Question

# Solve the following equations:$4{{x}^{2}}+5y=6+20xy-25{{y}^{2}}+2x;\text{ }7x-11y=17$.A) $4,1$B) $\dfrac{107}{13},\dfrac{48}{13}$C) $5,2$D) $12,5$

Hint: We will have to perform the substitution method to solve the above given equations, i.e., solving for either x or y from one of the equations and substituting it in another equation.

Here, we have two equations to solve and there are two variables in those equations. So, it is possible for us to find out the unique solutions for the variables, i.e.,
$4{{x}^{2}}+5y=6+20xy-25{{y}^{2}}+2x\ldots \text{ }\left( 1 \right)$
$7x-11y=17\ldots \text{ }\left( 2 \right)$
From equation (1), we have a 2-degree equation so we can say that for a 2-degree equation we get two values for each variable. And we can solve the given equations by substituting the values of one variable in other, i.e.,
From equation (2),
\begin{align} & \Rightarrow 7x-11y=17 \\ & \Rightarrow 7x=17+11y \\ \end{align}
$\Rightarrow x=\dfrac{17+11y}{7}\ldots \text{ }\left( 3 \right)$
Now we will have to substitute this value of x in equation (1) and from equation (1), we have
$\Rightarrow 4{{x}^{2}}+5y=6+20xy-25{{y}^{2}}+2x$
Thus, substituting value of x from equation (3) in the above equation, we get
\begin{align} & \Rightarrow 4{{x}^{2}}+5y=6+20xy-25{{y}^{2}}+2x \\ & \Rightarrow 4{{\left( \dfrac{17+11y}{7} \right)}^{2}}+5y=6+20\left( \dfrac{17+11y}{7} \right)y-25{{y}^{2}}+2\left( \dfrac{17+11y}{7} \right) \\ \end{align}
Now, we have to solve the above equation for y by transposing and cross-multiplications.
Using the formula of ${{(a+b)}^{2}}=({{a}^{2}}+{{b}^{2}}+2ab)$, we get
\begin{align} & \Rightarrow 4{{\left( \dfrac{17+11y}{7} \right)}^{2}}+5y=6+20\left( \dfrac{17+11y}{7} \right)y-25{{y}^{2}}+2\left( \dfrac{17+11y}{7} \right) \\ & \Rightarrow 4\left( \dfrac{{{\left( 17 \right)}^{2}}+{{\left( 11y \right)}^{2}}+2\left( 17 \right)\left( 11y \right)}{{{7}^{2}}} \right)+5y=6+20\left( \dfrac{17+11y}{7} \right)y-25{{y}^{2}}+2\left( \dfrac{17+11y}{7} \right) \\ \end{align}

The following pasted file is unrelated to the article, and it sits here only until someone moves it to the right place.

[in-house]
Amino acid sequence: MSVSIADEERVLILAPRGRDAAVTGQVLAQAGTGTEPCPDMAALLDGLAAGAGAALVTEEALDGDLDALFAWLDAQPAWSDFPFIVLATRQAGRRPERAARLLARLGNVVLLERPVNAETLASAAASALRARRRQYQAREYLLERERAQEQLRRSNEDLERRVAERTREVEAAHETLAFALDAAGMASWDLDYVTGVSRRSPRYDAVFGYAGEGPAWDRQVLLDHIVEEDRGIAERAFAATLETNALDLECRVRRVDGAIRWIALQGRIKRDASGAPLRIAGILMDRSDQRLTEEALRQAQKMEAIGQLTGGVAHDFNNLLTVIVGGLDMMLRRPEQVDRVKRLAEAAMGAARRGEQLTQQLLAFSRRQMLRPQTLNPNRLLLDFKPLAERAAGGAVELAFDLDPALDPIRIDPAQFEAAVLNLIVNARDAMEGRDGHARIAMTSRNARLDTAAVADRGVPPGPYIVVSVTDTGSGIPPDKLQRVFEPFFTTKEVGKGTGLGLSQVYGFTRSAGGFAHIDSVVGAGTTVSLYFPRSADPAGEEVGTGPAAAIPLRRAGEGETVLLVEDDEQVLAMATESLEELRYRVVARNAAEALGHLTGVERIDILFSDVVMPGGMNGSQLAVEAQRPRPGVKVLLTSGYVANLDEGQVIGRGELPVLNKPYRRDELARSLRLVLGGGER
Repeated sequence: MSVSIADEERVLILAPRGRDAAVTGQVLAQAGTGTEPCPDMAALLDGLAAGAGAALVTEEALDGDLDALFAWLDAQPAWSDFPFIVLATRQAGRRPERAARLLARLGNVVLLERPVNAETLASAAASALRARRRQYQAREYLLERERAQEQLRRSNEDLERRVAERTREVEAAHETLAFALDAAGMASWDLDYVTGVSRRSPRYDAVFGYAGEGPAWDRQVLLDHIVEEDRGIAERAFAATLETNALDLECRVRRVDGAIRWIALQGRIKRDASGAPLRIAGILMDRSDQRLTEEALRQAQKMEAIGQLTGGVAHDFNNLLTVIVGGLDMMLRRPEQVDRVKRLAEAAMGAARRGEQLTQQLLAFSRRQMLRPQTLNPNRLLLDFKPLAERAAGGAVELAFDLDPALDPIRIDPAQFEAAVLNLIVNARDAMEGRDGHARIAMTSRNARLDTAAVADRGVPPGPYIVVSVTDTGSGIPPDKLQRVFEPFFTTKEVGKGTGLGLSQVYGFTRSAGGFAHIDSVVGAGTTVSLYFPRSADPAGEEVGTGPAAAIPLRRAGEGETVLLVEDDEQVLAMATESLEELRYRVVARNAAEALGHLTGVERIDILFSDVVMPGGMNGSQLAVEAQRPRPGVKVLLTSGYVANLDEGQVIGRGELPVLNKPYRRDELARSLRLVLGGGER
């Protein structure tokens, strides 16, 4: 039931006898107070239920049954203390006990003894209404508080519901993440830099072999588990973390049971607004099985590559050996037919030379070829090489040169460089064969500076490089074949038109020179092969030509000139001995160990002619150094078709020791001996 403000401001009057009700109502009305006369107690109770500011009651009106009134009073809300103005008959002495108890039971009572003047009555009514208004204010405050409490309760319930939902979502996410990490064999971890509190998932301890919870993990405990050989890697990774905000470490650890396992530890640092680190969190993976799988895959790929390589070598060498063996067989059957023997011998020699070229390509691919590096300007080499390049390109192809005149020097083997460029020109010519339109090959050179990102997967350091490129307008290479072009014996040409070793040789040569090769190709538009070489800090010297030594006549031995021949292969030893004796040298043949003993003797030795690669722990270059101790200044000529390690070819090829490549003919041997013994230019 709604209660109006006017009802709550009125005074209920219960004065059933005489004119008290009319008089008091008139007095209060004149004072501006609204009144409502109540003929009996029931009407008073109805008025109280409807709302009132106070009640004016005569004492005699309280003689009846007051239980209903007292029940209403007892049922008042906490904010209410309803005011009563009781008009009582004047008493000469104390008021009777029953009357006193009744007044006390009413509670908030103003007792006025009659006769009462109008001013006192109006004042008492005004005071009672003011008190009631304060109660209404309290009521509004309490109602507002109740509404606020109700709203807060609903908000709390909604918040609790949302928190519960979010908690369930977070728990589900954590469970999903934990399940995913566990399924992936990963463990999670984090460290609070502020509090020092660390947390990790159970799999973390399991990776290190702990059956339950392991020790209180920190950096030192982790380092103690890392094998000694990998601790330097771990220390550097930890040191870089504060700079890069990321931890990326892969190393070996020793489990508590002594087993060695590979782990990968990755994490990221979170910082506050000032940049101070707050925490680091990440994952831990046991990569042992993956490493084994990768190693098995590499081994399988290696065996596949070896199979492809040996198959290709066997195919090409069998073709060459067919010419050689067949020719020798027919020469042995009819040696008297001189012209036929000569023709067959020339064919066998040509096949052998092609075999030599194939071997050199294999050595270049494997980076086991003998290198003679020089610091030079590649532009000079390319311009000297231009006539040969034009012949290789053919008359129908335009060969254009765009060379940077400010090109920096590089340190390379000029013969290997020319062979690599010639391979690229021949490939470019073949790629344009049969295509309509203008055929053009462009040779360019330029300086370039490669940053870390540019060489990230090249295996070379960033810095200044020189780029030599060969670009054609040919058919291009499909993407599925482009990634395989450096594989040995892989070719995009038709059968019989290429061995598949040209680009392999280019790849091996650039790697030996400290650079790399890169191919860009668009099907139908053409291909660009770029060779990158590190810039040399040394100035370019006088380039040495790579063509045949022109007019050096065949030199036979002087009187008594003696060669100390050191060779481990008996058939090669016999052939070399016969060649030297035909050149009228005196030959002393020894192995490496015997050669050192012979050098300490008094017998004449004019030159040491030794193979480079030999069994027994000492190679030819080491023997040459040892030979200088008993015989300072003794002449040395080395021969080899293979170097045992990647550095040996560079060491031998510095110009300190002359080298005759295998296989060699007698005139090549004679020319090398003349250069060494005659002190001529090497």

Now, opening the above formula with substituted values, we get
$\Rightarrow 4\left( \dfrac{289+121{{y}^{2}}+374y}{49} \right)+5y=6+20\left( \dfrac{17+11y}{7} \right)y-25{{y}^{2}}+2\left( \dfrac{17+11y}{7} \right)$
Taking the LCM of the denominators, we get
$\Rightarrow \left( \dfrac{4\left( 289+121{{y}^{2}}+374y \right)}{49} \right)+5y=6+20\left( \dfrac{17+11y}{7} \right)y-25{{y}^{2}}+2\left( \dfrac{17+11y}{7} \right)$
$\Rightarrow \left( \dfrac{1156+484{{y}^{2}}+1496y+\left( 49 \right)\left( 5y \right)}{49} \right)=\dfrac{\left( 6\times 7 \right)+20\left( 17+11y \right)y-\left( 25\times 7 \right){{y}^{2}}+2\left( 17+11y \right)}{7}$
$\Rightarrow \left( \dfrac{1156+484{{y}^{2}}+1496y+245y}{49} \right)=\dfrac{42+340y+220{{y}^{2}}-175{{y}^{2}}+34+22y}{7}$
On cross-multiplying the denominator from left-hand side to right-hand side, we get
\begin{align} & \Rightarrow \left( 1156+484{{y}^{2}}+1741y \right)=49\left( \dfrac{76+362y+45{{y}^{2}}}{7} \right) \\ & \Rightarrow \left( 1156+484{{y}^{2}}+1741y \right)=7\left( 76+362y+45{{y}^{2}} \right) \\ & \Rightarrow \left( 1156+484{{y}^{2}}+1741y \right)=\left( 532+2534y+315{{y}^{2}} \right) \\ \end{align}
Now, on transposing similar terms from LHS to RHS, we get
\begin{align} & \Rightarrow \left( 1156+484{{y}^{2}}+1741y \right)=\left( 532+2534y+315{{y}^{2}} \right) \\ & \Rightarrow \left( 1156-532+484{{y}^{2}}-315{{y}^{2}}+1741y-2534y \right)=0 \\ & \Rightarrow 169{{y}^{2}}-793y+624=0 \\ \end{align}
Rearranging terms in above equation, we get
\begin{align} & \Rightarrow 169{{y}^{2}}-793y+624=0 \\ & \Rightarrow 13{{y}^{2}}-61y+48=0\ldots \text{ }\left( 4 \right) \\ \end{align}
We can solve the equation (4), by performing middle-term split method, i.e.,
\begin{align} & \Rightarrow 13{{y}^{2}}-61y+48=0 \\ & \Rightarrow 13{{y}^{2}}-13y-48y+48=0 \\ & \Rightarrow 13y\left( y-1 \right)-48\left( y-1 \right)=0 \\ & \Rightarrow \left( 13y-48 \right)\left( y-1 \right)=0 \\ & \Rightarrow y=\dfrac{48}{13};\text{ }y=1 \\ \end{align}
Now, we have two values of y. Substituting the above values of y back in equation (3), we get
For $y=\dfrac{48}{13}$,
\begin{align} & \Rightarrow x=\dfrac{17+11y}{7} \\ & \Rightarrow x=\dfrac{17+\left( 11\times \dfrac{48}{13} \right)}{7} \\ & \Rightarrow x=\dfrac{221+528}{91} \\ & \Rightarrow x=\dfrac{749}{91}=\dfrac{107}{13} \\ \end{align}
We get, $\left( x,y \right)=\left( \dfrac{107}{13},\dfrac{48}{13} \right)$.
Also, substituting the other value of y in equation (3), we get
For $y=1$,
\begin{align} & \Rightarrow x=\dfrac{17+11y}{7} \\ & \Rightarrow x=\dfrac{17+\left( 11\times 1 \right)}{7} \\ & \Rightarrow x=\dfrac{28}{7} \\ & \Rightarrow x=4 \\ \end{align}
Thus, we get $\left( x,y \right)=\left( 4,1 \right)$.
Hence, the following solutions to our equations are: $\left( 4,\text{ }1 \right)\text{; }\left( \dfrac{107}{13},\text{ }\dfrac{48}{13} \right)$, i.e., Option (A), (B) are correct.

Note: There is a shortcut method to solve the above equations instead of performing lengthy middle term split method, we can use direct formula for solving roots of quadratic equation, i.e., $x=\dfrac{-b\pm \sqrt{{{b}^{2}}-4ac}}{2a}$.